Double rainbows aren't all that rare ... they centre around the point in the sky opposite the sun, so unless you're in a plane or a balloon, the best time to look for them is when the sun is low in the sky, and rain is in the opposite direction.
Another refractive effect to look for is the halo, which occurs around the sun or the moon (as a rather faint sort of rainbow). Maybe 30 degrees in diameter? It indicates the presence of high ice-crystals, cirrus cloud, which in temperate latitudes, is generally a precursor to a change in the weather. It's often there, but no-one in the busy streets below bothers to look for it.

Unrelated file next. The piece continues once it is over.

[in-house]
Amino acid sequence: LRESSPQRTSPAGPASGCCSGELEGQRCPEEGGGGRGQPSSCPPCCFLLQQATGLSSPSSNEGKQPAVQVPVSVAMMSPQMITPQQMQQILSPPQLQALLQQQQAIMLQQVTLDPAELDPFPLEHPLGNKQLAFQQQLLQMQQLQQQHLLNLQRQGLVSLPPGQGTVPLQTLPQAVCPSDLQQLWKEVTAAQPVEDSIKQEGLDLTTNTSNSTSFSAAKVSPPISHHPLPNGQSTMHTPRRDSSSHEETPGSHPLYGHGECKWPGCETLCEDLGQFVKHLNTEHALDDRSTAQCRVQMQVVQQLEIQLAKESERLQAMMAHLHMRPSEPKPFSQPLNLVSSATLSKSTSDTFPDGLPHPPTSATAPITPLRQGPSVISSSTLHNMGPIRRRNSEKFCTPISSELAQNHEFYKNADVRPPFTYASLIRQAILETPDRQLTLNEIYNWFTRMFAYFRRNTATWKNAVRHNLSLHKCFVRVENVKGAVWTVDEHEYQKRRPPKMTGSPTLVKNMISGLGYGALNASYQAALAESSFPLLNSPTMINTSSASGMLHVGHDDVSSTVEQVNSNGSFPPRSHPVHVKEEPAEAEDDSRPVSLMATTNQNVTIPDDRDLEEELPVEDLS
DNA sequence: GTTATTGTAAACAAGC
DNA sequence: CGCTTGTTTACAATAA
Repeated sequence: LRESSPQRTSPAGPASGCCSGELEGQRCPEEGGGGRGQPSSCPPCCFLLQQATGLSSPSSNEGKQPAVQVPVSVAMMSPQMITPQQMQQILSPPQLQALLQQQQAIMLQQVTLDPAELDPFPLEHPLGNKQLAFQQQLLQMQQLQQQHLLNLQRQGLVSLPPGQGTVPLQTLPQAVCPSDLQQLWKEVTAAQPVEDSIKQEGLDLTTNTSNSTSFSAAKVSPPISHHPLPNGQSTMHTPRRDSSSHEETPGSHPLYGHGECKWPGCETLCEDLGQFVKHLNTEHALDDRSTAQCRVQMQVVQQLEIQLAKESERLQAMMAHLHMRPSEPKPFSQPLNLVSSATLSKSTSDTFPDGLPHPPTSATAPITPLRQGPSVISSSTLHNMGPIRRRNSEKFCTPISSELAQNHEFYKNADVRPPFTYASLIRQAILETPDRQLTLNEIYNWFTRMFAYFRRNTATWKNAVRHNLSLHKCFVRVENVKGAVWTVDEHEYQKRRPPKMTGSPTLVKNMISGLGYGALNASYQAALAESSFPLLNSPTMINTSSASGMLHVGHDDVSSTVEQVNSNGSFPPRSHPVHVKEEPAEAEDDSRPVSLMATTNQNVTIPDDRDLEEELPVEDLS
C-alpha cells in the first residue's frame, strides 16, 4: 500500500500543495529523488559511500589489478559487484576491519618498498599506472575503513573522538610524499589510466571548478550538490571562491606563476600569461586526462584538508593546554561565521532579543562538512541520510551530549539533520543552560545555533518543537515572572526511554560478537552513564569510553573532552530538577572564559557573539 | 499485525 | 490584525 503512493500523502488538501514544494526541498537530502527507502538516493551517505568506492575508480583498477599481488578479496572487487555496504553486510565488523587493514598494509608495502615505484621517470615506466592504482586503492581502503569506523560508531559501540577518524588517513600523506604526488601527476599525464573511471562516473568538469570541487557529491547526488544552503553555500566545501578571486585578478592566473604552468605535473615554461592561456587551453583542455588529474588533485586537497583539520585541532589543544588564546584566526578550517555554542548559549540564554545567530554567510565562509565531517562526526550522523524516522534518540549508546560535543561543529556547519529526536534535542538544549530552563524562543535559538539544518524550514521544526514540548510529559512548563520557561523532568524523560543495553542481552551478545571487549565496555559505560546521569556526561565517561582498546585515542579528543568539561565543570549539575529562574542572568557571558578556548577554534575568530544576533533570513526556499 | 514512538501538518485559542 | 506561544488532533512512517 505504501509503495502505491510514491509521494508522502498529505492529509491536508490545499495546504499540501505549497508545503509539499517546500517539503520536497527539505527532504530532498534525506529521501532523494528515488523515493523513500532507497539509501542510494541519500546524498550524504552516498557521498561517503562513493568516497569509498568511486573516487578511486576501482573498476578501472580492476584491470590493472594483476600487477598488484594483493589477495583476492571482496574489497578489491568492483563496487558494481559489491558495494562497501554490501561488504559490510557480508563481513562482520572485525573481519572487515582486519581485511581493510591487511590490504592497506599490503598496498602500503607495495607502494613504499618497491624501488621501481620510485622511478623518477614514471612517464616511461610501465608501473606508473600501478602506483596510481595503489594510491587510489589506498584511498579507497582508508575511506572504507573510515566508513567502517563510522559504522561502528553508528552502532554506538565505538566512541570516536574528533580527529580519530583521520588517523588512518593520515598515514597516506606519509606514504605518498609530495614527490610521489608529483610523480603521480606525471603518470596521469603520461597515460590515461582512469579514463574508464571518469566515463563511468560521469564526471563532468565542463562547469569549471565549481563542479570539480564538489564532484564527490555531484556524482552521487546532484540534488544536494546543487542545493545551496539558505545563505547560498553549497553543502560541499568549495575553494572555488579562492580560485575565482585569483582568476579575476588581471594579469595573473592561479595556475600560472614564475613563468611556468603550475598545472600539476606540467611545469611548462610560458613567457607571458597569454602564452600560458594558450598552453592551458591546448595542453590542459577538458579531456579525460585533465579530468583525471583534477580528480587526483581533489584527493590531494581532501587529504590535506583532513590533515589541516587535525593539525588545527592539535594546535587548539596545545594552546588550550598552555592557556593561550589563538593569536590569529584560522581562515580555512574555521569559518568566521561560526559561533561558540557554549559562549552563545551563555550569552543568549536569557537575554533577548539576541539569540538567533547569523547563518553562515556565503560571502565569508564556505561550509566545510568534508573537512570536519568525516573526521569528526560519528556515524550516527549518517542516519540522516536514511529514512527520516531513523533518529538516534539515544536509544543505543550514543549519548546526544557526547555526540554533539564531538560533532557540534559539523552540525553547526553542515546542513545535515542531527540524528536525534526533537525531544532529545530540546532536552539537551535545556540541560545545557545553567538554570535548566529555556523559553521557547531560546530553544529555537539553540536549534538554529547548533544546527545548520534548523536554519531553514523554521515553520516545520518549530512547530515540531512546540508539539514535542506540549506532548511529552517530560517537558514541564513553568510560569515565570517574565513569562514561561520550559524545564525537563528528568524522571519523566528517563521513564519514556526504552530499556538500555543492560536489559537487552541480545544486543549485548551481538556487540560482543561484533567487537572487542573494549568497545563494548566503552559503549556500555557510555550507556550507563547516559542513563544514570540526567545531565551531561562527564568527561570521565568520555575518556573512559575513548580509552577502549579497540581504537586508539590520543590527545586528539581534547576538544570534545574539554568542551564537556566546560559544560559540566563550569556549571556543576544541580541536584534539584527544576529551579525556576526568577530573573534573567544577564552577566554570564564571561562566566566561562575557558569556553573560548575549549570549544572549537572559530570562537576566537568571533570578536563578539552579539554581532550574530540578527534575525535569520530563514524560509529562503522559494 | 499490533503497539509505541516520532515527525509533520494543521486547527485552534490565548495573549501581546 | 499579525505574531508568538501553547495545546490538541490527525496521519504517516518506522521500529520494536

There's an old English saying (at least according to my "Cloud Study" manual) "when the moon is in it's house, (the halo) it will rain". Akin to "red sky in the morning, shepherd's warning, red sky at night, shepherd's delight".
I've tried this out on the shepherds here, but they were too busy roasting their jumbucks.
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